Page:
How do you instil positivity in our girls particularly when they have a negative experience ?

For me it starts early with books and positive role models.  I think you should tell your child they are beautiful and ensure they have stories and positive images around them.  Also mind your language.  We can inadvertently praise someone who is rocking a look which is not natural.  We need to ensure we guard against any negative reinforcement and being over anxious about our children being perfectly groomed and turned out so that their natural hair is trained to within an inch of its life.

 

Describe your hair now in one word?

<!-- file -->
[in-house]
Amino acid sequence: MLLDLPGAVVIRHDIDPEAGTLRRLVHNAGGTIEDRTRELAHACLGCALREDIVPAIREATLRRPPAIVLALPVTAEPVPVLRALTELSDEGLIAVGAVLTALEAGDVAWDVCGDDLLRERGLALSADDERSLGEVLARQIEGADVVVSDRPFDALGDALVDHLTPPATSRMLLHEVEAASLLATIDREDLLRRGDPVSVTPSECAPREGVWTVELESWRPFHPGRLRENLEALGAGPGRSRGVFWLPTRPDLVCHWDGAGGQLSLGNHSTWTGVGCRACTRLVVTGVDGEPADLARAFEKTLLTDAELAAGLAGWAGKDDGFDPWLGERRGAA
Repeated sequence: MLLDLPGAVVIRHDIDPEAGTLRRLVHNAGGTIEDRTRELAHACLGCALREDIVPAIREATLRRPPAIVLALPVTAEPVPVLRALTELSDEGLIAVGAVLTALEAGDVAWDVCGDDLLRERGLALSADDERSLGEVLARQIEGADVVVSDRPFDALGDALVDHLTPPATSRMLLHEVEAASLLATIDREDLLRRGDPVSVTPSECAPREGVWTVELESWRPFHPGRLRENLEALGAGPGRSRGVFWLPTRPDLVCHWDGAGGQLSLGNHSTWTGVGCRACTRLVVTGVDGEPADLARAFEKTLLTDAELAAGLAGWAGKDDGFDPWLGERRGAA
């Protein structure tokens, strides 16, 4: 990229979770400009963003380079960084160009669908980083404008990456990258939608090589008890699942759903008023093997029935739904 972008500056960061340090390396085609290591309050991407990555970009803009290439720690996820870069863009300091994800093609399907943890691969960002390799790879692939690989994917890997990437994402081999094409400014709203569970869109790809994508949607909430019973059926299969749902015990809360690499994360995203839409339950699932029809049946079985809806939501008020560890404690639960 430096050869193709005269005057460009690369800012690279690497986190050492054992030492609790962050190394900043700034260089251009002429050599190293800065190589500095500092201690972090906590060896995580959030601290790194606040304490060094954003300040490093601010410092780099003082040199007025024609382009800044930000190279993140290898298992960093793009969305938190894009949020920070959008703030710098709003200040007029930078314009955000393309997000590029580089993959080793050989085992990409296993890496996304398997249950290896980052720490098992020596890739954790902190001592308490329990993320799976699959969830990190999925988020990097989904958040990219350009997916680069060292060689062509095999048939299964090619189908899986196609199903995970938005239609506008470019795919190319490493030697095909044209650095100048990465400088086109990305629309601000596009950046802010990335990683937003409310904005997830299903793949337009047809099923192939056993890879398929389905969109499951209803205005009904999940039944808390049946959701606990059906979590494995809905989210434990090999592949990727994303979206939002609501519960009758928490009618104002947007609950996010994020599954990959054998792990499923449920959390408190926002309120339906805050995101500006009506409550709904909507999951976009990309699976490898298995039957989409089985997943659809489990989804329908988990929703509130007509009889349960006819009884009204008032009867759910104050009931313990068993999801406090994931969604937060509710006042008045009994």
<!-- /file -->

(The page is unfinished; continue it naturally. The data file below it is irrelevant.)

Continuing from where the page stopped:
Curly and ringletty and a bit frizzy too.

 

What do you love about your hair

It’s a big part of my identity.  I love that I don’t have to comb it everyday, it’s washngo.  It’s like my calling card.  Wild don’t care, hair.  I think it’s sexy too and I don’t care if no-one else thinks so.

 

Do you have any favorite styles?

Yes, just washed.  Sometimes I put in ringlets.

Do you have any favorite products?

 Not really. Just a good quality deep moisture mask now and again,

 

What positive message would you like to say to a young girl about their hair?

You were created this way and the one that made you loves you.  You are his concept of beauty.  Your hair is uniquely you and is a part of your beautiful creation.  Play with it, have fun with it.  These days there are so many products and ways to style your natural.  Don’t let anyone put you down.  You are a beautiful reflection of your Mum and Dad and so uniquely you. xx